California has zero concern with cascading failures
"There's zero chance it can fail," said the young engineer.
Hydroelectric plants store so much potential energy that it has measurably changed the length of the day
Right, so it's just a matter of building a river, a dam, and a hydro plant next to my solar plant in the desert. That'll work. Some ideas have been tried like pumping water uphill, or molten salt for thermal storage, but are overly lossy. I'm a big fan of the idea of hydrogen-based energy storage (storing hydrogen as a palladium hydride is quite dense and safe), and that can work at small scale so individual home systems can use it, but again that's not yet practical, just another "looks great on paper" idea.
Also, the costs of solar are not particularly great ... That means the entire cost per watt to the power grid to replace a coal plant with photovoltaics is less than 40 cents more for every dollar you spend.
An abrupt 40% increase in power cost (totally do-able with solar thermal) would destroy the economy. It's a non-starter. Over 20 years, though, maybe. Of course, that's plenty of time for better solar panels to happen (today the good ones simply can't be made in the needed quantity, but technology marches on).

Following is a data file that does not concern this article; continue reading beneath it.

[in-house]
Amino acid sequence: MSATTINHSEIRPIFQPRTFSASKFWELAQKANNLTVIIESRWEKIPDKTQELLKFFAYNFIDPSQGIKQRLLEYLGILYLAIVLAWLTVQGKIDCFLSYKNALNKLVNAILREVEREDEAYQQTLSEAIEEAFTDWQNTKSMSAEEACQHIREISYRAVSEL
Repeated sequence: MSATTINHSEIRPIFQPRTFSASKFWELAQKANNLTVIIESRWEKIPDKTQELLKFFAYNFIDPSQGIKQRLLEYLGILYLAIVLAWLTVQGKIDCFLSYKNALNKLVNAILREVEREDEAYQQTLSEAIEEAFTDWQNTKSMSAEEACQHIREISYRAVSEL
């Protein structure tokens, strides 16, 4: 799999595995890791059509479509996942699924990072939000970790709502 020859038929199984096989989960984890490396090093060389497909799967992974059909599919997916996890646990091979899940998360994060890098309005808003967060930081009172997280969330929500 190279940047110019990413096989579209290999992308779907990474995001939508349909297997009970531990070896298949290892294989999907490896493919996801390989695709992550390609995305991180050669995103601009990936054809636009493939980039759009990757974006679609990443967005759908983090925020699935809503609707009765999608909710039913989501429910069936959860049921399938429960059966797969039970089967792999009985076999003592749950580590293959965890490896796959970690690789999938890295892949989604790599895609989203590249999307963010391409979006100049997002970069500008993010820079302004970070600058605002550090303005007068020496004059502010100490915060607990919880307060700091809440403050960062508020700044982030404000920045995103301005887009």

Considering the hundreds of trillions of dollars in damage that is slated to be caused by the continued burning of carbon-based fuels over the next few centuries, I would say that it is time to start dictating to the power companies how we are going to move away from fossil fuel burning as soon as possible
I don't share your religious beliefs, and object to your suggestion that they be imposed by force. Maybe you can persuade one of the governments that will actually matter though - China and India. China might be an easy sell there since imposing crazy economic ideas by force is the norm. Pushing down coal use in the US, though, that seems to have some popular support. Natural gas is so cheap, and vastly better in terms of genuine pollution.